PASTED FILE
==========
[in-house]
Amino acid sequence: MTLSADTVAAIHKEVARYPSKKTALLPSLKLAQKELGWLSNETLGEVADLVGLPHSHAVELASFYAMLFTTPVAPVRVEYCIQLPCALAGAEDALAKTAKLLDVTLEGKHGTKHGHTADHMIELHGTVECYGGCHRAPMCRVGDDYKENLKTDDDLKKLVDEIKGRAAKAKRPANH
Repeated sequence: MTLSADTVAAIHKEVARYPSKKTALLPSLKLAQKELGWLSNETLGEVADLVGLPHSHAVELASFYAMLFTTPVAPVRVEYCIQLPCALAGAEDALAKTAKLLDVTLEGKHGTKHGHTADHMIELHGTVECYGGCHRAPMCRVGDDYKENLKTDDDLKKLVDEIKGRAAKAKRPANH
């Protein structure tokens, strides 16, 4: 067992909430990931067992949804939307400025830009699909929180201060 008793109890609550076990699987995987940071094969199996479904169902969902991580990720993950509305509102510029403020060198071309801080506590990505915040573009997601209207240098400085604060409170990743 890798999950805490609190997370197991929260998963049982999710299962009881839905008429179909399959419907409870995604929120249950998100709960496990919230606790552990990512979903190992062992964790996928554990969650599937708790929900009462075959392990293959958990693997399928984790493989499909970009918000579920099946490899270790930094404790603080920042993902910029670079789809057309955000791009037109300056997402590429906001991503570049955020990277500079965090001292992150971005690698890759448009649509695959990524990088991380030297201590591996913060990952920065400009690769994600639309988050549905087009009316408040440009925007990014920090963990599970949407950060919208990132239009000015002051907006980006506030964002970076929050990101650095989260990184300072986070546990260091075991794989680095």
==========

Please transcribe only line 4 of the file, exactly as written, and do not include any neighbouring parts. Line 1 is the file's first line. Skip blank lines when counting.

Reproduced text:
């Protein structure tokens, strides 16, 4: 067992909430990931067992949804939307400025830009699909929180201060 008793109890609550076990699987995987940071094969199996479904169902969902991580990720993950509305509102510029403020060198071309801080506590990505915040573009997601209207240098400085604060409170990743 890798999950805490609190997370197991929260998963049982999710299962009881839905008429179909399959419907409870995604929120249950998100709960496990919230606790552990990512979903190992062992964790996928554990969650599937708790929900009462075959392990293959958990693997399928984790493989499909970009918000579920099946490899270790930094404790603080920042993902910029670079789809057309955000791009037109300056997402590429906001991503570049955020990277500079965090001292992150971005690698890759448009649509695959990524990088991380030297201590591996913060990952920065400009690769994600639309988050549905087009009316408040440009925007990014920090963990599970949407950060919208990132239009000015002051907006980006506030964002970076929050990101650095989260990184300072986070546990260091075991794989680095």